The lack of the critical Argonaute, Dicer, and RdRp components of the RNAi pathway in C. deuterogattii suggests that the loss of RNAi may represent a gene network polymorphism. In fact, the RNAi pathway is intermittently conserved and lost across eukaryotes [12,2527]. In Leishmania and trypanosomes, RNAi losses were previously taken advantage of in order to identify additional, previously unknown components of the RNAi pathway via comparative genomics [16]. To test the hypothesis that the RNAi pathway represents a gene network polymorphism, we surveyed the genomes of the R265 (C. deuterogattii), WM276 (C. gattii), H99 (C. neoformans), and JEC21 and B-3501A (C. deneoformans) strains and found 14 genes missing from C. deuterogattii, including the canonical components of the RNAi pathway RDP1, AGO1, and DCR1. Here we focus on four of these lost components: ZNF3, previously identified as a regulator of hyphal development during unisexual and bisexual reproduction [28]; CPR2, a G-protein coupled receptor (GPCR) previously studied for its role as an accessory constitutively active pheromone receptor [29]; QIP1, independently identified as an RNAi component via a mass spectrometry approach [30]; and FZC28, a putative transcription factor with no obvious phenotypes in a systematic genome-wide transcription factor deletion study [31].

Here we demonstrate that the loss of the RNAi components represents a bona fide system polymorphism, with several previously unknown RNAi components lost in C. deuterogattii. In addition, we show that mutants of these missing genes in C. neoformans fall into two classes: mutants that lose both vegetative silencing and sex-induced silencing, and mutants that are affected only in the frequency of sex-induced silencing. This suggests that sex-induced silencing may be a specialized, highly induced variant of the vegetative transgene-induced silencing pathway, rather than a separate pathway. Taken together, our results show that a substantial loss of genes contributing to two related RNAi pathways has occurred in C. deuterogattii. By using comparative genomics, these gene losses reveal key insights that aid in elucidating the functions of these RNAi-based genome conservation pathways.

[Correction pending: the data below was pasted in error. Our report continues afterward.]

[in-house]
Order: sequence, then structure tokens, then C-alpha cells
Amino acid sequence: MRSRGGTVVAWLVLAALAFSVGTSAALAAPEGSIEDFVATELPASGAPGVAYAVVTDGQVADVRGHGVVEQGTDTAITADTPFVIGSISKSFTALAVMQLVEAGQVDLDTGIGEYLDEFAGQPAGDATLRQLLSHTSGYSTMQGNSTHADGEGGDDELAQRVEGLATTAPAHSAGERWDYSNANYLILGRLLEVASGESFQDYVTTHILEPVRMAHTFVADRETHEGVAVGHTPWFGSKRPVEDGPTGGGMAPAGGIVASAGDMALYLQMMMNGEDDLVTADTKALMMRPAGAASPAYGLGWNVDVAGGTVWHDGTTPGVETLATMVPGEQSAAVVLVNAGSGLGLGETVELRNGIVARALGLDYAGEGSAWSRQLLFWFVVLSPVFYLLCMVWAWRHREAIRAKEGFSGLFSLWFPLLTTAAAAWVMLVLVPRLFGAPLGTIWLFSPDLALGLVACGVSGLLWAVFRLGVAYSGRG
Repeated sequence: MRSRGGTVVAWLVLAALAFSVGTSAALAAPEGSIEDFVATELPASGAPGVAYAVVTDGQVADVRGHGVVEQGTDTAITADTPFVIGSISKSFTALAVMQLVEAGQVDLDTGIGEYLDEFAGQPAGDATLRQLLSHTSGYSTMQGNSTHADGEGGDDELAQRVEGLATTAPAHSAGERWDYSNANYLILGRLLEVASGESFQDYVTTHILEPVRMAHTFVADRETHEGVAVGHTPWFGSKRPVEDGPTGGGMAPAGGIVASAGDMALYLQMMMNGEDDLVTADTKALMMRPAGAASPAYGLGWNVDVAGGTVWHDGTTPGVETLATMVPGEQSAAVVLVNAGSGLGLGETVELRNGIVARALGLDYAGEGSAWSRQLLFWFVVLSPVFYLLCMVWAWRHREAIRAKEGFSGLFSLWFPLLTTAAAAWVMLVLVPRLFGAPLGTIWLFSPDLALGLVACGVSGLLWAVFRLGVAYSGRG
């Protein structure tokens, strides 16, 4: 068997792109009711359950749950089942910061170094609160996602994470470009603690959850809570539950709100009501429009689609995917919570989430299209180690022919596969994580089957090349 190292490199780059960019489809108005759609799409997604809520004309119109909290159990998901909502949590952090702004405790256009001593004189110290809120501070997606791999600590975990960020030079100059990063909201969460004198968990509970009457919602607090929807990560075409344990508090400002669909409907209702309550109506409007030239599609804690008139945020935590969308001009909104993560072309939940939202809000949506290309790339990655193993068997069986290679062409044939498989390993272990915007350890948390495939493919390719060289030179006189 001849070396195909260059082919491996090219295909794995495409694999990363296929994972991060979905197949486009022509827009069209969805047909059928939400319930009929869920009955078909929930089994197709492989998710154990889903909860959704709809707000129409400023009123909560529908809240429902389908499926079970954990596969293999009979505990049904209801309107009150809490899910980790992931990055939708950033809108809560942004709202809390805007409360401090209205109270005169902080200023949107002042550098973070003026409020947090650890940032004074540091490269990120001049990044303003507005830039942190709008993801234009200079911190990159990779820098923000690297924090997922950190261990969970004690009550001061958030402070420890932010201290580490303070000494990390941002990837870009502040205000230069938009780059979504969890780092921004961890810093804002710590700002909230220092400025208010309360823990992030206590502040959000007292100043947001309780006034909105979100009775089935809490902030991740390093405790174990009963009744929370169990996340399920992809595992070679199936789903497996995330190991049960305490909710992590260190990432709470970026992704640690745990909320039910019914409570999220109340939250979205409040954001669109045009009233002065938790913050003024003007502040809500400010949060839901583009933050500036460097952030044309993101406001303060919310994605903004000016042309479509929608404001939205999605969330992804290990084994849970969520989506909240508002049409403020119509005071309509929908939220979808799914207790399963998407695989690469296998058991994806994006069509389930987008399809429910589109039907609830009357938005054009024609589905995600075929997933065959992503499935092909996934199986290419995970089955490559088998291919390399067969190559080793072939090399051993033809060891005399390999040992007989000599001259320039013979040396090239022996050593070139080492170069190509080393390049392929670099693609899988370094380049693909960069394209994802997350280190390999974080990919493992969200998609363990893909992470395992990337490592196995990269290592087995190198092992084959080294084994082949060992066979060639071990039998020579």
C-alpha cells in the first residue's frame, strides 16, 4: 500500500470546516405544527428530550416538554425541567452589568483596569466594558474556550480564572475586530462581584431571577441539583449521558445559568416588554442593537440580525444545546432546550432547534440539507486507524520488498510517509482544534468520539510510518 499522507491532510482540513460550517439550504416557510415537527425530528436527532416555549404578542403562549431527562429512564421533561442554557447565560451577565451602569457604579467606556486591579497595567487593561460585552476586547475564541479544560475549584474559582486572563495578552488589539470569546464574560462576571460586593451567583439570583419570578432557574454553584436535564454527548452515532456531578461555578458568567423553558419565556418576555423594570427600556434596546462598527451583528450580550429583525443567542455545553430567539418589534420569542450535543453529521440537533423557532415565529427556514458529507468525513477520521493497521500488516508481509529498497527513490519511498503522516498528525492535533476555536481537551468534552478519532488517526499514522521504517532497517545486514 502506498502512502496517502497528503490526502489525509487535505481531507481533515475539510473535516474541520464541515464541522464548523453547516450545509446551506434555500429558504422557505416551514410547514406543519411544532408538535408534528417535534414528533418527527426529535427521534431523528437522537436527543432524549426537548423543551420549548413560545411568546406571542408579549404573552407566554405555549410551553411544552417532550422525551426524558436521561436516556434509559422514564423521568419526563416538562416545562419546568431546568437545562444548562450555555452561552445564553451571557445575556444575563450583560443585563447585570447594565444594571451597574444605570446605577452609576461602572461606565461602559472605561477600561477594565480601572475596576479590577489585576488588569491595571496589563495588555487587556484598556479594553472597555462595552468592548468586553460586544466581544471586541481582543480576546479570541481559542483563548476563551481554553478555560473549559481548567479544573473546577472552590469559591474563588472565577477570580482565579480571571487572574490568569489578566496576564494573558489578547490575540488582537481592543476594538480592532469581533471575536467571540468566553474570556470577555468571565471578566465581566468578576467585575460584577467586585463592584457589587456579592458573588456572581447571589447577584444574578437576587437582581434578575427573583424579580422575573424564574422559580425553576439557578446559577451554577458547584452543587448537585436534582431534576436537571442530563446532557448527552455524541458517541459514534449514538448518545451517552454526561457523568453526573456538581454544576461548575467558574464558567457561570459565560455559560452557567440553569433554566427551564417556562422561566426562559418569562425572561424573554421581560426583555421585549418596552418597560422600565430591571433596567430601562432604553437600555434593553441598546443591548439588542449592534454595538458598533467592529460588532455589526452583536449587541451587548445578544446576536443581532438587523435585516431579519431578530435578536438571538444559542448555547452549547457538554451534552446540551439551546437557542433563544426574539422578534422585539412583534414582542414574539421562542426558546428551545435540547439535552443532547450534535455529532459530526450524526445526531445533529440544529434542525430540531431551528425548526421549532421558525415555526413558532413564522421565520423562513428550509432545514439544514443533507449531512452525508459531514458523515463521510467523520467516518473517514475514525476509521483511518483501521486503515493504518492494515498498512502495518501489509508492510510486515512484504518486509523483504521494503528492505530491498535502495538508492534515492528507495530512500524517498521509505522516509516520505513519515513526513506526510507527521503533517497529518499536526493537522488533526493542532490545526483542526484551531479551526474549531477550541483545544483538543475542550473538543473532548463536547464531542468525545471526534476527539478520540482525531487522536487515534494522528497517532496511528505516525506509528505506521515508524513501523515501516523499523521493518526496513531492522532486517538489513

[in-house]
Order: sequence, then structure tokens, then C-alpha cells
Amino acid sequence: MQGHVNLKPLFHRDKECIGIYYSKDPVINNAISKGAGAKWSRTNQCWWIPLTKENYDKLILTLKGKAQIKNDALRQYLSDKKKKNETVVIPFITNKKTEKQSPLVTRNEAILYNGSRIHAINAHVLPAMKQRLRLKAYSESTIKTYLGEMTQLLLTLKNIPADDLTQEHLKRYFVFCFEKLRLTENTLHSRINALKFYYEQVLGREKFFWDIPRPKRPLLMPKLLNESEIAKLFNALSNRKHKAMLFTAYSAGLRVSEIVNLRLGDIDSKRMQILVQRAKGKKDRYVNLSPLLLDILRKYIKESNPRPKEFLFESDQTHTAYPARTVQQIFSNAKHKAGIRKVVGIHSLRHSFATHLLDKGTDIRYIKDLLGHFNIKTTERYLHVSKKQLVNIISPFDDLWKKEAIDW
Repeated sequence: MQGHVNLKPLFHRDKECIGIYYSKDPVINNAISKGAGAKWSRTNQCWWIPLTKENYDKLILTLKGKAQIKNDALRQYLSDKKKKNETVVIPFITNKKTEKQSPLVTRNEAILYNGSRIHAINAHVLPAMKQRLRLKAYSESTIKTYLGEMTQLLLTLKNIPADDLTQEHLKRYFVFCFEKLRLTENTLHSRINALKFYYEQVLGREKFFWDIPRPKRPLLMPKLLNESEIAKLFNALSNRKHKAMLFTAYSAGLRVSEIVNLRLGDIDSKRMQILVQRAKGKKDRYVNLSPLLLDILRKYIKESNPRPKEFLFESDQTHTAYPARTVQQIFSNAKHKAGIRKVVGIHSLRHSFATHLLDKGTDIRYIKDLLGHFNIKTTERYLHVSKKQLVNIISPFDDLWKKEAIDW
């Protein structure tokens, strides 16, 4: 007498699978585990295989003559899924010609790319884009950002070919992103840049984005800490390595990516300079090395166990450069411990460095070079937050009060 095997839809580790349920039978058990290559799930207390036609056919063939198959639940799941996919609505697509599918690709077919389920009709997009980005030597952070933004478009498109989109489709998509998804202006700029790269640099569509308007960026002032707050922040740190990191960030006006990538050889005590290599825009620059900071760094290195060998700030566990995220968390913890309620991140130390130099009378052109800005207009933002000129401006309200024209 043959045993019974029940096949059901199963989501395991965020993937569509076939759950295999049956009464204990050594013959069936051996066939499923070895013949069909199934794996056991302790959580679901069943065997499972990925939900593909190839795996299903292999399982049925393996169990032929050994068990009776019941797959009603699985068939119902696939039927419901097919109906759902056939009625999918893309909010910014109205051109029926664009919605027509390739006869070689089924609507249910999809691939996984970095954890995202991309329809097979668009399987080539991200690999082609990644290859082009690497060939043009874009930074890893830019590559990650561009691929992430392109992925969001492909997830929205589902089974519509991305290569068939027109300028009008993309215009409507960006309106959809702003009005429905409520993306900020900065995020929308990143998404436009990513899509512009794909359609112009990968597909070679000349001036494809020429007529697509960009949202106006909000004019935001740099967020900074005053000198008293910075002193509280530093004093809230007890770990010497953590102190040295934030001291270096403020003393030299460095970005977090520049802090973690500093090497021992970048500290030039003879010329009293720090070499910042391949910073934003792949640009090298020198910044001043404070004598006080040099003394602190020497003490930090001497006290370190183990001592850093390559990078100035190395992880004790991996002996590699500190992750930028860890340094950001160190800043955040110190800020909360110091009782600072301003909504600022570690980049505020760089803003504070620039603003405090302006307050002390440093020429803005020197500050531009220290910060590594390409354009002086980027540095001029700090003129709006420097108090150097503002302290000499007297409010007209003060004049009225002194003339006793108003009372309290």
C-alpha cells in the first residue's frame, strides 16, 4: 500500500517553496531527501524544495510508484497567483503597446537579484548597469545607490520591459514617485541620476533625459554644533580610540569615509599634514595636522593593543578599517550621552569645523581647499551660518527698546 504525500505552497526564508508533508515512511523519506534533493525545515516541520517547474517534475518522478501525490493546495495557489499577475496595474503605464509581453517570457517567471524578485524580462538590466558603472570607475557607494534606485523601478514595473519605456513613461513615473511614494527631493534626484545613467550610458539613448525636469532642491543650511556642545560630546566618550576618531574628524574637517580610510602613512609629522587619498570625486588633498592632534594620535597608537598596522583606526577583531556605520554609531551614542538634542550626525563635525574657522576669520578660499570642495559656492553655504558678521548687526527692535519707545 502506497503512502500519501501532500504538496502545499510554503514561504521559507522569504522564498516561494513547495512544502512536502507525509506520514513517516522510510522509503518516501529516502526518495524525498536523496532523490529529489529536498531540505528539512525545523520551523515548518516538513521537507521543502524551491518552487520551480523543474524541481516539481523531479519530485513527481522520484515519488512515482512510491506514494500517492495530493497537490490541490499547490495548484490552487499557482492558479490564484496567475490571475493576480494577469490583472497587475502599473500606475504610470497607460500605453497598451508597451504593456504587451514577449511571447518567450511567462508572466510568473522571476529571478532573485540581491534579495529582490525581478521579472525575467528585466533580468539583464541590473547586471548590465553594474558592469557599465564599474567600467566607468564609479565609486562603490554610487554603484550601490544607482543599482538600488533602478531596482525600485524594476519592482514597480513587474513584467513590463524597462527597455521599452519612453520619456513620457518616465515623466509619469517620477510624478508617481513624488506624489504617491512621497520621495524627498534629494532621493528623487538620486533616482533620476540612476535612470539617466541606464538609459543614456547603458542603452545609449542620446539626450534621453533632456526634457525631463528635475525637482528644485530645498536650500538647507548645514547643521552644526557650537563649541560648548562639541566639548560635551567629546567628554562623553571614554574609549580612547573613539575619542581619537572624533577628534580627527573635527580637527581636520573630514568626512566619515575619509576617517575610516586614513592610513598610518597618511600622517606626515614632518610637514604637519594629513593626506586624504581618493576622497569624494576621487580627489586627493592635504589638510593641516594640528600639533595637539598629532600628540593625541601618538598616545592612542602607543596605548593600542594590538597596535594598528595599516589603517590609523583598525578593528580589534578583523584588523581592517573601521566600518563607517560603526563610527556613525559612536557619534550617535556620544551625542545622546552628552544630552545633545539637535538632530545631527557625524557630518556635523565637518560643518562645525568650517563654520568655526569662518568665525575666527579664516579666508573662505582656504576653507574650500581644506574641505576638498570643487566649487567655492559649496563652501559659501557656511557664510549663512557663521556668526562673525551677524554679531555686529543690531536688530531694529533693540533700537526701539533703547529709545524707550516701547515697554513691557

RNAi components are missing from C. deuterogattii

The C. deuterogattii lineage (previously VGII C. gattii) is responsible for the recent, ongoing outbreak on Vancouver Island and its expansion into the Pacific Northwest of the United States. Initial analysis of the R265 C. deuterogattii reference genome revealed that both the key canonical RNAi components AGO1 and AGO2 are missing, indicating that the VGII lineage of C. deuterogattii may lack a functional RNAi pathway [10,11]. Upon further examination, we discovered that two of the other canonical components, DCR1 and RDP1, had both suffered truncations removing key functional domains and are therefore pseudogenes. Of the known RNAi canonical components, only DCR2 remains intact in C. deuterogattii (Fig 1A) [11,3235]. We hypothesized that this loss of multiple RNAi components may represent a gene network polymorphism where all of the components of a pathway are intact in one species, but have been selectively lost in another closely related species. We further hypothesized that a whole genome comparison of C. deuterogattii with other related Cryptococcus species would reveal novel components of the RNAi pathway lost in C. deuterogattii but otherwise maintained throughout the pathogenic species complex.

Fig 1. Genes conserved in the pathogenic species complex but lost in the VGII C. deuterogattii lineage.

A) The known canonical components of RNAi have been broadly conserved in the pathogenic species complex, with the exception of the AGO2 gene. Red X’s mark independent losses of RNAi components. In contrast, the C. deuterogattii lineage has lost 4 of the 5 canonical components. Delta symbols indicate a complete deletion while a psi indicates a pseudogenization event. B-H) Gene losses in canonical components and in genes shown here to influence the RNAi pathway are visualized using ACT. Blastn alignments were utilized to align the H99 and R265 genomes. Large portions of these genes have been cleanly lost, in some cases comprising the entire ORF (D) and in others including the start codon (E,F,G).